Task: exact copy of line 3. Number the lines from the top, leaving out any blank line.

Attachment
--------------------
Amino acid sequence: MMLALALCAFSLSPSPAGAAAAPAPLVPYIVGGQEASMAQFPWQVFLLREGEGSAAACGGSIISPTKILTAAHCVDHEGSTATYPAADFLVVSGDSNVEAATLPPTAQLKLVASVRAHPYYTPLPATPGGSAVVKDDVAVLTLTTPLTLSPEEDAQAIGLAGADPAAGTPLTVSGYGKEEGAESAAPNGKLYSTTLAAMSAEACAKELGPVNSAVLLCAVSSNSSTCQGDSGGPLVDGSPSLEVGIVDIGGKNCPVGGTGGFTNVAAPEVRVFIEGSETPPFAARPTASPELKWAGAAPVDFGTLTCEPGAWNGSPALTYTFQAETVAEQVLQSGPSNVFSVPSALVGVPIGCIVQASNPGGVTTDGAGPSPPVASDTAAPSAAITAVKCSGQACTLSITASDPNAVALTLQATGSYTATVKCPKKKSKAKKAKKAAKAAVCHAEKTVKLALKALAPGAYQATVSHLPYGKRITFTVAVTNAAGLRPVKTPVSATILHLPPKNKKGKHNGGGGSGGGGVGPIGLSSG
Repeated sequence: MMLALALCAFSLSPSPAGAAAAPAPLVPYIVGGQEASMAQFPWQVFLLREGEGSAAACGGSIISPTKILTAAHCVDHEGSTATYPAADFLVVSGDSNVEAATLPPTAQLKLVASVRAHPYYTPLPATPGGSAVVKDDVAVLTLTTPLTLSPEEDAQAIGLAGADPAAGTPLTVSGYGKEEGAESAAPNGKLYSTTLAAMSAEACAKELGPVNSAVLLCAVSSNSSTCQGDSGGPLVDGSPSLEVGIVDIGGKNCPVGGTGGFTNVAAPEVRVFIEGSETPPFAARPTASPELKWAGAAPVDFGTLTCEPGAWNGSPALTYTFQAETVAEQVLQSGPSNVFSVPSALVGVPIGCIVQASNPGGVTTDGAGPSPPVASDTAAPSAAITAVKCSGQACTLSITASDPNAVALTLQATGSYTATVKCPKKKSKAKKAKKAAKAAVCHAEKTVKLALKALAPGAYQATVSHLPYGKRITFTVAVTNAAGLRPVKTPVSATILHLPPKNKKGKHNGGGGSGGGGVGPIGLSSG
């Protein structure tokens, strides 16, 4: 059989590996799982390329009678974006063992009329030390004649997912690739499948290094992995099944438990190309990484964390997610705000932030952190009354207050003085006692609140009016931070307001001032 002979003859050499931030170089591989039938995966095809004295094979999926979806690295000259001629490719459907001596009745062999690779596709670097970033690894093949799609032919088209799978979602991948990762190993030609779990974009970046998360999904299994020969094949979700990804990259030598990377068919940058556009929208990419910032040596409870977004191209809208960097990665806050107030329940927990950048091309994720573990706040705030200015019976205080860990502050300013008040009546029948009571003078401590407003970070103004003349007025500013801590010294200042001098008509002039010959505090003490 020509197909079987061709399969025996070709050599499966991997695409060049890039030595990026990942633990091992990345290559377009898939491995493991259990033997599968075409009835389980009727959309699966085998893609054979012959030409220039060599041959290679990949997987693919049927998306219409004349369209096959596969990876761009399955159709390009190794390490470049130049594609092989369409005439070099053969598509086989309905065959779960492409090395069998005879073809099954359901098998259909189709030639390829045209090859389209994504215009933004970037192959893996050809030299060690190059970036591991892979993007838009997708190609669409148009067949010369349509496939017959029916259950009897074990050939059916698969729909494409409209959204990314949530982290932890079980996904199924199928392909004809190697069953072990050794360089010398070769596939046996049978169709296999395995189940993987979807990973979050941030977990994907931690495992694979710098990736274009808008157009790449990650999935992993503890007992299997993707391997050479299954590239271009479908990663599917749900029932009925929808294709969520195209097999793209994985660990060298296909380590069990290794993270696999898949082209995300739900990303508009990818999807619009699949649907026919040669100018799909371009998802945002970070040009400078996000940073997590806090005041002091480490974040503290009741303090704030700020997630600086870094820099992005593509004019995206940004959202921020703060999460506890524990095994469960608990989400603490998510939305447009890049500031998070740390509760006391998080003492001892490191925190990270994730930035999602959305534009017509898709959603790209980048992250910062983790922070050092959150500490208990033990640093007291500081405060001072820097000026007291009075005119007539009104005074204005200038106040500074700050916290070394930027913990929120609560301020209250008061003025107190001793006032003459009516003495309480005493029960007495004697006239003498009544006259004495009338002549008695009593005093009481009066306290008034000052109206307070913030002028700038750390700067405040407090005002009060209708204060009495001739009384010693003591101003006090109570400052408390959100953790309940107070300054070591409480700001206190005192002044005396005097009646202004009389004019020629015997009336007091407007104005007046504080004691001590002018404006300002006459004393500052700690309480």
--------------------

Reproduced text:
């Protein structure tokens, strides 16, 4: 059989590996799982390329009678974006063992009329030390004649997912690739499948290094992995099944438990190309990484964390997610705000932030952190009354207050003085006692609140009016931070307001001032 002979003859050499931030170089591989039938995966095809004295094979999926979806690295000259001629490719459907001596009745062999690779596709670097970033690894093949799609032919088209799978979602991948990762190993030609779990974009970046998360999904299994020969094949979700990804990259030598990377068919940058556009929208990419910032040596409870977004191209809208960097990665806050107030329940927990950048091309994720573990706040705030200015019976205080860990502050300013008040009546029948009571003078401590407003970070103004003349007025500013801590010294200042001098008509002039010959505090003490 020509197909079987061709399969025996070709050599499966991997695409060049890039030595990026990942633990091992990345290559377009898939491995493991259990033997599968075409009835389980009727959309699966085998893609054979012959030409220039060599041959290679990949997987693919049927998306219409004349369209096959596969990876761009399955159709390009190794390490470049130049594609092989369409005439070099053969598509086989309905065959779960492409090395069998005879073809099954359901098998259909189709030639390829045209090859389209994504215009933004970037192959893996050809030299060690190059970036591991892979993007838009997708190609669409148009067949010369349509496939017959029916259950009897074990050939059916698969729909494409409209959204990314949530982290932890079980996904199924199928392909004809190697069953072990050794360089010398070769596939046996049978169709296999395995189940993987979807990973979050941030977990994907931690495992694979710098990736274009808008157009790449990650999935992993503890007992299997993707391997050479299954590239271009479908990663599917749900029932009925929808294709969520195209097999793209994985660990060298296909380590069990290794993270696999898949082209995300739900990303508009990818999807619009699949649907026919040669100018799909371009998802945002970070040009400078996000940073997590806090005041002091480490974040503290009741303090704030700020997630600086870094820099992005593509004019995206940004959202921020703060999460506890524990095994469960608990989400603490998510939305447009890049500031998070740390509760006391998080003492001892490191925190990270994730930035999602959305534009017509898709959603790209980048992250910062983790922070050092959150500490208990033990640093007291500081405060001072820097000026007291009075005119007539009104005074204005200038106040500074700050916290070394930027913990929120609560301020209250008061003025107190001793006032003459009516003495309480005493029960007495004697006239003498009544006259004495009338002549008695009593005093009481009066306290008034000052109206307070913030002028700038750390700067405040407090005002009060209708204060009495001739009384010693003591101003006090109570400052408390959100953790309940107070300054070591409480700001206190005192002044005396005097009646202004009389004019020629015997009336007091407007104005007046504080004691001590002018404006300002006459004393500052700690309480």